Mount Vernon

OI – Mount Vernon Fellowships for Digital Collections in the American Founding Era

Please note that starting in fall 2019 all recipients of Omohundro Institute fellowships are expected to provide an ORCID identifier.

The Omohundro Institute of Early American History & Culture and the Fred W. Smith National Library for the Study of George Washington at Mount Vernon seek proposals from scholars at all levels, in partnership with special collections libraries and historical societies, for the OI – Mount Vernon Fellowships for Digital Collections in the American Founding Era. These fellowships are intended to bring scholars and collections specialists together to make collections available for digital scholarship.

The fellowship will award up to $5,000 to the holding library and to the scholar whose research relies on, or will be greatly enhanced by, the digitization of a collection or partial collection of materials related to the American Founding era, broadly defined to span from 1763 to 1800, with preference for projects connected to George Washington and his world. Scholars must partner with special collections libraries that will digitize the needed materials with the funds from the fellowship. Up to two awards will be given each calendar year.

Applications are due on November 1 each year. All applications should be made via the Omohundro Institute website.

For the purposes of this application, digitization should be considered broadly. It may include (but is not limited to): the photographing of manuscripts, newspapers, graphic materials, or rare books; the scanning of index cards; the cataloging of rare materials; the enhancement of digital catalog records; or the inventorying of manuscript collections. We welcome project proposals employing materials from libraries and archives of all sizes. If you have questions about this program or the application process, including how to construct a detailed budget or expected digitization standards, please contact Martha Howard at

Upon completion of digitization, the materials must be made publicly available and copies of the images must be placed on deposit with both the Washington Library and the Omohundro Institute. The Library and the OI will feature links to the completed projects on their websites. Fellowship recipients also may be asked to write blog posts and other pieces for publication by the two groups.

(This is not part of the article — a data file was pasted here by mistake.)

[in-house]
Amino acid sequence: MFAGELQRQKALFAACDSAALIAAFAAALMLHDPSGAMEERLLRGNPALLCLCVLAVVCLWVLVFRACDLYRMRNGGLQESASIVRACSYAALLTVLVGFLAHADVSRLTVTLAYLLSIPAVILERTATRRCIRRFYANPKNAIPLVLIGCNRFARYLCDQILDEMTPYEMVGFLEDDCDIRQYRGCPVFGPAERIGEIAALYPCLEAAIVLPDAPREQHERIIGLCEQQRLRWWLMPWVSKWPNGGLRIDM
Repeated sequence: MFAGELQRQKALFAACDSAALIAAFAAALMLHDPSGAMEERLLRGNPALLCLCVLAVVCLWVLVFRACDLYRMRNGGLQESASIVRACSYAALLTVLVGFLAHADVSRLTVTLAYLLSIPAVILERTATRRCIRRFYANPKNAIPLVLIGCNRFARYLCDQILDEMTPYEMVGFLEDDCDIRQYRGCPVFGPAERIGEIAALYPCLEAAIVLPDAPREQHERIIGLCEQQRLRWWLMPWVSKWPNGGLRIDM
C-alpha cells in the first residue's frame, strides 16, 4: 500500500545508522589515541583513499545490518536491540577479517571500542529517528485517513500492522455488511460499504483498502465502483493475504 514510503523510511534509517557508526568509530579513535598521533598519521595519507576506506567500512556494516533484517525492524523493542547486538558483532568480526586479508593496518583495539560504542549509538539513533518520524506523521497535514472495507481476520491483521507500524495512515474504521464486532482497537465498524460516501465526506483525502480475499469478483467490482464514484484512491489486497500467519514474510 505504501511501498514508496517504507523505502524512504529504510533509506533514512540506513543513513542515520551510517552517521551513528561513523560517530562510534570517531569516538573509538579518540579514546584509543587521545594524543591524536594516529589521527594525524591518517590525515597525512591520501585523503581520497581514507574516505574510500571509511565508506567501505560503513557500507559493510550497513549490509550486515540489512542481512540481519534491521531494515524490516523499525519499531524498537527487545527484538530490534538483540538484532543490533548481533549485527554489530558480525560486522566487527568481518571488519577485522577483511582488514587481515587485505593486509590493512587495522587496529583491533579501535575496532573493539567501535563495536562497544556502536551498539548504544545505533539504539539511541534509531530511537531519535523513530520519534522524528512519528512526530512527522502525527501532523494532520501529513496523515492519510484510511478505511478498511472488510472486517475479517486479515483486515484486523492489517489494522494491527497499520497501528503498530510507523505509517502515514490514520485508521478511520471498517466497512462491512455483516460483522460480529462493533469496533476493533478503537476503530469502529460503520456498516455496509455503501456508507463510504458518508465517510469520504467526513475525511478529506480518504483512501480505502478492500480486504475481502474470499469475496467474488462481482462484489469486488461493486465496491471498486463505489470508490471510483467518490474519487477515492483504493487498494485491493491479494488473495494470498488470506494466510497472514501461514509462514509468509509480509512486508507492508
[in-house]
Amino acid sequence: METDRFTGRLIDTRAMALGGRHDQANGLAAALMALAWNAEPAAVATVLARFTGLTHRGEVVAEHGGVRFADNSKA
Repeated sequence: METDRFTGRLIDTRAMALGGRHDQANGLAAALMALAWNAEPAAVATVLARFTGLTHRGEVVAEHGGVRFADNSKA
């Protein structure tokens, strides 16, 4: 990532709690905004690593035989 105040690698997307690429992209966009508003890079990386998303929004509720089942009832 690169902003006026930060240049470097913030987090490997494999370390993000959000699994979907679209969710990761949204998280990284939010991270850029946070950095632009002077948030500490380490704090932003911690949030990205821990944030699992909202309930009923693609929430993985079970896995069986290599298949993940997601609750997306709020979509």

Required Files for the Digital Collections Fellowship application

  • Project Description, including the nature of the research project, how the digitization of the collection is crucial to the research, a summary of any additional funding for the project, the scholar’s projected outcome of the work with the digitized materials, and how other scholars might benefit from the digitization of the collection (500 words maximum)
  • c.v. (2 pages maximum)
  • A timeline for completion of the digitization project
  • A letter of commitment to digitize from the librarian, curator or other representative of the special collection should the award be granted.
    This letter must include: An itemized budget of the cost of digitization, including staff time.  
    • A summary of any other funding received for the project.
    • A point of contact for any questions the committee may have.
    • Recognition of the application’s timeline for completion of the project and commitment to complete the digitization within the scholar’s timeline.
    • Commitment either to host the digitized material or make it available elsewhere for public access. N.B.: If the materials are under license to a vendor, the letter should also explain that the library has permission to reproduce and make available these materials.
  • An itemized budget that includes both the special collection’s budget as well as the scholar’s travel and research fees

A panel of scholars working in early American history and culture, special collections, publishing, and digital humanities will evaluate applications using the following criteria:

  • Does the project contribute to our understanding of the American Founding era?
  • How will the digitization of the materials enhance scholarly inquiry into the defined project?
  • Does the itemized budget provide a realistic and justifiable estimate of the costs to be incurred by the archive/library and by the scholar?  Not all projects will require fully $5,000.
  • Will the digitized materials be useful for other scholars?
  • What are the expected outcomes of the project?